All that any of us can give is Theosophy. We did not invent it. It was given to us; we stand in line and pass it along, as people used to do at fires in passing the buckets of water. People are grateful to the one who passes the "water of life" along to them, but the "passer" knows where gratitude belongs, and says: "don't thank me; thank Theosophy -- as I do. It enables me to help others; it will also enable you." Thus he helps them and helps himself to get rid of the personal idea. The fight against the "personal idea" is a long one and a strong one. It has to be guarded against that it does not take to itself what it has no claim to. What others think we are serves as an object lesson for them, but our ideal is beyond all personality and personalities. It does not matter what people think of "us" as long as they come and get Theosophy straight. There should be more and more come in closer, for the sake of Theosophy -- new units in the body of Workers.

The Messengers have left all that is necessary -- for us and for others -- in the way of direction; it is for us and for them to apply the right things at the right times and in the right way. Some may think this discouraging; so, many are looking for "orders and instructions" from Masters in ways and means. This would not do any good, even if it were possible, for if directed in everything, how could we grow in discrimination, judgment and power? We would be but automata, and would never fill the necessary place. No doubt They help all sincere men by adjustment rather than direction; so we should not look for the latter, but using our own best Theosophical judgment move forward, feeling sure that if our understanding of the nature of the task is good, and our motive pure, the right way will appear to us. This will be guidance of the right sort -- one that leads to growth. In the meantime we live and learn, and should not forget that They and we are working in the present for the future, and for the same great end. It is a "bumpy" road that we are traveling -- because the Karma of our race has constructed that kind of a road; there is no other way to get help to the race but by traveling it as best we can.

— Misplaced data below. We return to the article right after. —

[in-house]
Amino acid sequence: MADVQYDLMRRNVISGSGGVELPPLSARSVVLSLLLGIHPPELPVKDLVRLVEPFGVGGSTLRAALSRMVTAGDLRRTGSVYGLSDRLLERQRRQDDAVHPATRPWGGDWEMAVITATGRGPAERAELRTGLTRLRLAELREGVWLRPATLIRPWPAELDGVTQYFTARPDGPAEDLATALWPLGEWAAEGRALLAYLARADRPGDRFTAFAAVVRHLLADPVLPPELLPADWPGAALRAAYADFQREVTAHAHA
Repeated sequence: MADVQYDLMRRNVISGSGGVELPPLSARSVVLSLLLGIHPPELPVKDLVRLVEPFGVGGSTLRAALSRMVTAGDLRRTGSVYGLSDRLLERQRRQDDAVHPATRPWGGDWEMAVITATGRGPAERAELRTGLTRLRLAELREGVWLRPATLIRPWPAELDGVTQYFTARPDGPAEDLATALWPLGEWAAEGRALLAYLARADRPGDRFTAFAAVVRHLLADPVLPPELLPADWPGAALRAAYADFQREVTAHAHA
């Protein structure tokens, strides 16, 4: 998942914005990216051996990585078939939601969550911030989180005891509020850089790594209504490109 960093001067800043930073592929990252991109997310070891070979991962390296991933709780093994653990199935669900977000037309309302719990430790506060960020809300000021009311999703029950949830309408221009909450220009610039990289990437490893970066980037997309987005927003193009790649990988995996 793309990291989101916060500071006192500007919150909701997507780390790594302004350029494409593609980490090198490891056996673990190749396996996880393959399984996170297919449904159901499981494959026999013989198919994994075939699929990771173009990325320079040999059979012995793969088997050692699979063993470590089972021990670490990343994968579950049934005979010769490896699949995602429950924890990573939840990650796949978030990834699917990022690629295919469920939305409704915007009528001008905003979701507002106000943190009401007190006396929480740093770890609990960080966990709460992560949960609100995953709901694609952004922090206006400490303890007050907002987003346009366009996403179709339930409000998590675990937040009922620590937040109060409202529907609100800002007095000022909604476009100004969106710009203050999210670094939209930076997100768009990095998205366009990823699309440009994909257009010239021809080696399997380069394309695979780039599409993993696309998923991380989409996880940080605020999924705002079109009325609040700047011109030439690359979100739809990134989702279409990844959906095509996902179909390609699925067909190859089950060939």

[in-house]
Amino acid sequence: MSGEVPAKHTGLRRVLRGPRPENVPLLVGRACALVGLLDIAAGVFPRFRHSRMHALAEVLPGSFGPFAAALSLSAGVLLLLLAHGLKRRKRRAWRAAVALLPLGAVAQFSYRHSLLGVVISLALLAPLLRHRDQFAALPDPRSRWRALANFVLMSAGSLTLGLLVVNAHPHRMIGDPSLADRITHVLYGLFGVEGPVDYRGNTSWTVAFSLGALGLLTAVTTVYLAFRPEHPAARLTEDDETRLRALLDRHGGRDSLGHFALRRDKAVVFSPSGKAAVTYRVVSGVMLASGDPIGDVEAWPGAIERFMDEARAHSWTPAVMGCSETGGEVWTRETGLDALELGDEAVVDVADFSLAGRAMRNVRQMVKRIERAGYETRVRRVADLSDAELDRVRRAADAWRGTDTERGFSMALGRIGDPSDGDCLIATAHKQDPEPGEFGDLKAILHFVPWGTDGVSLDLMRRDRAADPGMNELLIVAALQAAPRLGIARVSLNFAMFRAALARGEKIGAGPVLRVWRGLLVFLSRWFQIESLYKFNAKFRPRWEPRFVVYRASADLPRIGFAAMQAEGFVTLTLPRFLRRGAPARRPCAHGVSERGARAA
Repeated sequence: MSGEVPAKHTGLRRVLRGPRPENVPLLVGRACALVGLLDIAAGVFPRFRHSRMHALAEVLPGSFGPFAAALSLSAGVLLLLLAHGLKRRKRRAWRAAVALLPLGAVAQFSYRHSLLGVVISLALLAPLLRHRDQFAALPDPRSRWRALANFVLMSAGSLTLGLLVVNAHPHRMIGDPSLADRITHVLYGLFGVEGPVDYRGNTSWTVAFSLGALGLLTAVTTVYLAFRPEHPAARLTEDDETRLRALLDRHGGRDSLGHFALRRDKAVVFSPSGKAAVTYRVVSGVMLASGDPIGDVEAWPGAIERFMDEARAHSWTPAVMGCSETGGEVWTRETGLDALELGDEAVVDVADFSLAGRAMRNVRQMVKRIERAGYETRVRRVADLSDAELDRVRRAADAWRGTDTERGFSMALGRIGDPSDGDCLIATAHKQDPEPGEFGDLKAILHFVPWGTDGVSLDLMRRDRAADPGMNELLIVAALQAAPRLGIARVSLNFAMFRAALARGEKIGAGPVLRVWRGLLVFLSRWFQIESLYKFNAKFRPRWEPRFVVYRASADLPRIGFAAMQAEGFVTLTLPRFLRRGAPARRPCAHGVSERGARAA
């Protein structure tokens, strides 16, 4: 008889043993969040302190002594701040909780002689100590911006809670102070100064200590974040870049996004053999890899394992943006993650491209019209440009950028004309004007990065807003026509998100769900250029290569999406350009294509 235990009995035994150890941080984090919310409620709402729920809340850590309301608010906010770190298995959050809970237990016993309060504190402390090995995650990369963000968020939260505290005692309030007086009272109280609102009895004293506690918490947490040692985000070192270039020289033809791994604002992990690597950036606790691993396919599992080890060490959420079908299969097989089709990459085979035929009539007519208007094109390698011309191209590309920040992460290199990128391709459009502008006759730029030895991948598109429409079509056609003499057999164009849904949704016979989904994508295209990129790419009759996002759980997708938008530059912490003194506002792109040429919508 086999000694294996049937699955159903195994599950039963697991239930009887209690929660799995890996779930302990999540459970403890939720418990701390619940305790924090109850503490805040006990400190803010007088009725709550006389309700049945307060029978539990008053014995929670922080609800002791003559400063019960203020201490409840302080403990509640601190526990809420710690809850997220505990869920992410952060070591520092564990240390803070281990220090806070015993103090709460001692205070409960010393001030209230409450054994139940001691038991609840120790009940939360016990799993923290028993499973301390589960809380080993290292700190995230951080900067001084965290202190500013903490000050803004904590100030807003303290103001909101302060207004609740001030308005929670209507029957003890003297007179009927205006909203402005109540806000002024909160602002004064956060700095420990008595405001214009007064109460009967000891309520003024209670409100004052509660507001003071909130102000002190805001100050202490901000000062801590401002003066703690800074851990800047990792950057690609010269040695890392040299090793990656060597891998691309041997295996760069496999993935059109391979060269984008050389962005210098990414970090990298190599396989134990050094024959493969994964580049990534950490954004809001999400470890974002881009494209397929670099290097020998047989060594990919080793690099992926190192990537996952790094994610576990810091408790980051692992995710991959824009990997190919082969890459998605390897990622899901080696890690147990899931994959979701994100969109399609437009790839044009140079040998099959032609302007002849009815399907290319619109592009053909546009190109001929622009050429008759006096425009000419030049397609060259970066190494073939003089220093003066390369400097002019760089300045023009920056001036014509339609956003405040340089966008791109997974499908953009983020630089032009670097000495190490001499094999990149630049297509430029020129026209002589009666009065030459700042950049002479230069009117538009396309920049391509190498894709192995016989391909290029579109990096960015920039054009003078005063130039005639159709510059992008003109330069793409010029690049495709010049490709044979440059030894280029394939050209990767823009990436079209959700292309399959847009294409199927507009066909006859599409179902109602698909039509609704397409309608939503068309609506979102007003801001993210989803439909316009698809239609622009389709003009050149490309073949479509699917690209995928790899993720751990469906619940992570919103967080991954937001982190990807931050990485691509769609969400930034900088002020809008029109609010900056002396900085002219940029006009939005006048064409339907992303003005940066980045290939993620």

Masters do not direct; They adjust. There have been and there are those who think and say, in effect: "the Master will do everything." All such are bound to go wrong, by not considering what is the right thing and the right way, by not using all the powers they have to determine the right procedure and conduct. We trust to the great Lodge and to the Law, but use the powers we have to the best of our ability: what we cannot do, we know They will do when necessary. We have to present this idea for the better guidance of all.